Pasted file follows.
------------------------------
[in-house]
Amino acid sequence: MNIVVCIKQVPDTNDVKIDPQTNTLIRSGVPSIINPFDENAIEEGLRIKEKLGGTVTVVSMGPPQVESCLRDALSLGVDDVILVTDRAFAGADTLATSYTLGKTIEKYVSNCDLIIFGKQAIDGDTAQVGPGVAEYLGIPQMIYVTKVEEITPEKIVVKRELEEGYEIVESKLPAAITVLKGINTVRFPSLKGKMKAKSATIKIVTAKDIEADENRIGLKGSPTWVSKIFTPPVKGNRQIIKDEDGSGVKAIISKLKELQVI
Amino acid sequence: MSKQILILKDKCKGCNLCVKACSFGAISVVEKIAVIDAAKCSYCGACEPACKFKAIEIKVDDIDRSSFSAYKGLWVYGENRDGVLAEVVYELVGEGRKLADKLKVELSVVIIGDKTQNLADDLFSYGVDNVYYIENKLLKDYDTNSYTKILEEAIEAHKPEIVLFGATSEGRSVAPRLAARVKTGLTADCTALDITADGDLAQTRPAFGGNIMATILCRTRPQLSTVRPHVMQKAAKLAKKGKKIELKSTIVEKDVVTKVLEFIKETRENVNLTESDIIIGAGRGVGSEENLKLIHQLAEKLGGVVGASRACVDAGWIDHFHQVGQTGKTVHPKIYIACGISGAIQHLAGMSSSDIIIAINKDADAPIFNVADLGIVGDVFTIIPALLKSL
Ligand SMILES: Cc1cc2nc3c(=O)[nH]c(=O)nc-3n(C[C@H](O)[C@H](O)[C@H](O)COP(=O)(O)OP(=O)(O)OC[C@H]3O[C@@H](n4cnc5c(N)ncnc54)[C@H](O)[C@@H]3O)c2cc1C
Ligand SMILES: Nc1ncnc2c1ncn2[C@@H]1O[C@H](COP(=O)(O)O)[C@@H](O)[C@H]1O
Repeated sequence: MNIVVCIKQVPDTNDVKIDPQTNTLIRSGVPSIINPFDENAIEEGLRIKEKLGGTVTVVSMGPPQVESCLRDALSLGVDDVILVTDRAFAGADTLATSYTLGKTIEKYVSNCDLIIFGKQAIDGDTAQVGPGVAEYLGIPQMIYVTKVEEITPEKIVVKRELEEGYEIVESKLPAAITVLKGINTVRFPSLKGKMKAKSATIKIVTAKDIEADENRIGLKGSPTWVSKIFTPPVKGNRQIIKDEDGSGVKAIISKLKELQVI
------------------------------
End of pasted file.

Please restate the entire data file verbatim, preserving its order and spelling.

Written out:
[in-house]
Amino acid sequence: MNIVVCIKQVPDTNDVKIDPQTNTLIRSGVPSIINPFDENAIEEGLRIKEKLGGTVTVVSMGPPQVESCLRDALSLGVDDVILVTDRAFAGADTLATSYTLGKTIEKYVSNCDLIIFGKQAIDGDTAQVGPGVAEYLGIPQMIYVTKVEEITPEKIVVKRELEEGYEIVESKLPAAITVLKGINTVRFPSLKGKMKAKSATIKIVTAKDIEADENRIGLKGSPTWVSKIFTPPVKGNRQIIKDEDGSGVKAIISKLKELQVI
Amino acid sequence: MSKQILILKDKCKGCNLCVKACSFGAISVVEKIAVIDAAKCSYCGACEPACKFKAIEIKVDDIDRSSFSAYKGLWVYGENRDGVLAEVVYELVGEGRKLADKLKVELSVVIIGDKTQNLADDLFSYGVDNVYYIENKLLKDYDTNSYTKILEEAIEAHKPEIVLFGATSEGRSVAPRLAARVKTGLTADCTALDITADGDLAQTRPAFGGNIMATILCRTRPQLSTVRPHVMQKAAKLAKKGKKIELKSTIVEKDVVTKVLEFIKETRENVNLTESDIIIGAGRGVGSEENLKLIHQLAEKLGGVVGASRACVDAGWIDHFHQVGQTGKTVHPKIYIACGISGAIQHLAGMSSSDIIIAINKDADAPIFNVADLGIVGDVFTIIPALLKSL
Ligand SMILES: Cc1cc2nc3c(=O)[nH]c(=O)nc-3n(C[C@H](O)[C@H](O)[C@H](O)COP(=O)(O)OP(=O)(O)OC[C@H]3O[C@@H](n4cnc5c(N)ncnc54)[C@H](O)[C@@H]3O)c2cc1C
Ligand SMILES: Nc1ncnc2c1ncn2[C@@H]1O[C@H](COP(=O)(O)O)[C@@H](O)[C@H]1O
Repeated sequence: MNIVVCIKQVPDTNDVKIDPQTNTLIRSGVPSIINPFDENAIEEGLRIKEKLGGTVTVVSMGPPQVESCLRDALSLGVDDVILVTDRAFAGADTLATSYTLGKTIEKYVSNCDLIIFGKQAIDGDTAQVGPGVAEYLGIPQMIYVTKVEEITPEKIVVKRELEEGYEIVESKLPAAITVLKGINTVRFPSLKGKMKAKSATIKIVTAKDIEADENRIGLKGSPTWVSKIFTPPVKGNRQIIKDEDGSGVKAIISKLKELQVI